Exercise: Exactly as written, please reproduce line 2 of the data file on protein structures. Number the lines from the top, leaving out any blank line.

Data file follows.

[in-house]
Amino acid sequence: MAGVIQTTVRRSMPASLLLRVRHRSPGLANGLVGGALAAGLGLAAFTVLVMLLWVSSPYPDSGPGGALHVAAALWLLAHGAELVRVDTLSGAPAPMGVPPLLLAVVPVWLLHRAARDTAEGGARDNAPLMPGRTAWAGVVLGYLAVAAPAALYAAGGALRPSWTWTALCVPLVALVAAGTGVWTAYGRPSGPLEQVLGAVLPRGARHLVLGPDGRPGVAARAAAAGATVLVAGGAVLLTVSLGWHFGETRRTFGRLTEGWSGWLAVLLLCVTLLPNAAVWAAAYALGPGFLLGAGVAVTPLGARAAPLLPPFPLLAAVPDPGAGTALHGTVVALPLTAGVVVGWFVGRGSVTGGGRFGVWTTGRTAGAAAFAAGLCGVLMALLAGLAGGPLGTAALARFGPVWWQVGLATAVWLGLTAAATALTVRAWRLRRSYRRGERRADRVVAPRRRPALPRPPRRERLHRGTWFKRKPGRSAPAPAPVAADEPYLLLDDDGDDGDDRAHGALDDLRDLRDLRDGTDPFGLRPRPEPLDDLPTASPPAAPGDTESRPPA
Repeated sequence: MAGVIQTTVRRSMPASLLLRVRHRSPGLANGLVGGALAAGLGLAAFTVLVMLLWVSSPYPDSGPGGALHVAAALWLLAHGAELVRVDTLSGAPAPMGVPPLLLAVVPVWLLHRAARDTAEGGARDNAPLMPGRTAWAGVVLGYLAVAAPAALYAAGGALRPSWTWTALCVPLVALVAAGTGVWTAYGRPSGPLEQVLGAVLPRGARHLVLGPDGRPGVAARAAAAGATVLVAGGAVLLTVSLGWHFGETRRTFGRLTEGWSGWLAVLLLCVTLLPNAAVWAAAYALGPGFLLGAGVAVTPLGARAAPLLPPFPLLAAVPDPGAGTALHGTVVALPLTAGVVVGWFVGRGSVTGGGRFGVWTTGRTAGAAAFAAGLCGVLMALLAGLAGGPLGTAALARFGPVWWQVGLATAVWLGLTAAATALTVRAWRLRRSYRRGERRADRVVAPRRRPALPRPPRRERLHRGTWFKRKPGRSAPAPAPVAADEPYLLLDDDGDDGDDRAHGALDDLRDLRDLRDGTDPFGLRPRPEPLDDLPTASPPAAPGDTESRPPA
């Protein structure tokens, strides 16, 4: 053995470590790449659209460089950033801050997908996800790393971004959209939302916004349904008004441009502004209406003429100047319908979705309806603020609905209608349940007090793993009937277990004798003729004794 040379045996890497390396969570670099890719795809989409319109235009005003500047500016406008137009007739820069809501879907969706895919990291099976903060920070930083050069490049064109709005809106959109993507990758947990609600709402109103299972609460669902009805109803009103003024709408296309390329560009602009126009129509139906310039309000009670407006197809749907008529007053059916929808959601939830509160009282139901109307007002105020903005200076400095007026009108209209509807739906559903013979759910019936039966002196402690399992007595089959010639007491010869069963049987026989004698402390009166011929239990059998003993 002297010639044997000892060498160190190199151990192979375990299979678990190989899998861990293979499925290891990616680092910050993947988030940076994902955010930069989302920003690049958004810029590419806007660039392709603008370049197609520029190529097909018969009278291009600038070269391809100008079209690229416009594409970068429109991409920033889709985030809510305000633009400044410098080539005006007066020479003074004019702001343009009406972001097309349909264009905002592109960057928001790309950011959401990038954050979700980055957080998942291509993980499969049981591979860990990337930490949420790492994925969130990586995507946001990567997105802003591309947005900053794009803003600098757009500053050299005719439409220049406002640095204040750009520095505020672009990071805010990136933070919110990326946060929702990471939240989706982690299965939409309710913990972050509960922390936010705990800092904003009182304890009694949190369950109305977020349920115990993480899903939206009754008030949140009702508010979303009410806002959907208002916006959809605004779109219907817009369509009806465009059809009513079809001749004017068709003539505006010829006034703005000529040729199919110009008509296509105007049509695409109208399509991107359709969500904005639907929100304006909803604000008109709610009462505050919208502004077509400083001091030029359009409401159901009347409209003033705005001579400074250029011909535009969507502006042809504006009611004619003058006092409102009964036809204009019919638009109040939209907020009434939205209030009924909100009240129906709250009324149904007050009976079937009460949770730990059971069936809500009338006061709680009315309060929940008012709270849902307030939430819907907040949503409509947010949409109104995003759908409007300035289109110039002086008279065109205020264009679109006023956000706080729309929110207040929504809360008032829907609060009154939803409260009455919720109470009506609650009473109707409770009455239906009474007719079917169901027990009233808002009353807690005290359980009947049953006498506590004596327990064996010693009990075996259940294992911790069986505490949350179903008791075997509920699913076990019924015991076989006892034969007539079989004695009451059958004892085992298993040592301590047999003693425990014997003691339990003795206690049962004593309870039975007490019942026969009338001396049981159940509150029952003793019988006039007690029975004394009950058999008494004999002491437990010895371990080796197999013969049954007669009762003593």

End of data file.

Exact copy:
Amino acid sequence: MAGVIQTTVRRSMPASLLLRVRHRSPGLANGLVGGALAAGLGLAAFTVLVMLLWVSSPYPDSGPGGALHVAAALWLLAHGAELVRVDTLSGAPAPMGVPPLLLAVVPVWLLHRAARDTAEGGARDNAPLMPGRTAWAGVVLGYLAVAAPAALYAAGGALRPSWTWTALCVPLVALVAAGTGVWTAYGRPSGPLEQVLGAVLPRGARHLVLGPDGRPGVAARAAAAGATVLVAGGAVLLTVSLGWHFGETRRTFGRLTEGWSGWLAVLLLCVTLLPNAAVWAAAYALGPGFLLGAGVAVTPLGARAAPLLPPFPLLAAVPDPGAGTALHGTVVALPLTAGVVVGWFVGRGSVTGGGRFGVWTTGRTAGAAAFAAGLCGVLMALLAGLAGGPLGTAALARFGPVWWQVGLATAVWLGLTAAATALTVRAWRLRRSYRRGERRADRVVAPRRRPALPRPPRRERLHRGTWFKRKPGRSAPAPAPVAADEPYLLLDDDGDDGDDRAHGALDDLRDLRDLRDGTDPFGLRPRPEPLDDLPTASPPAAPGDTESRPPA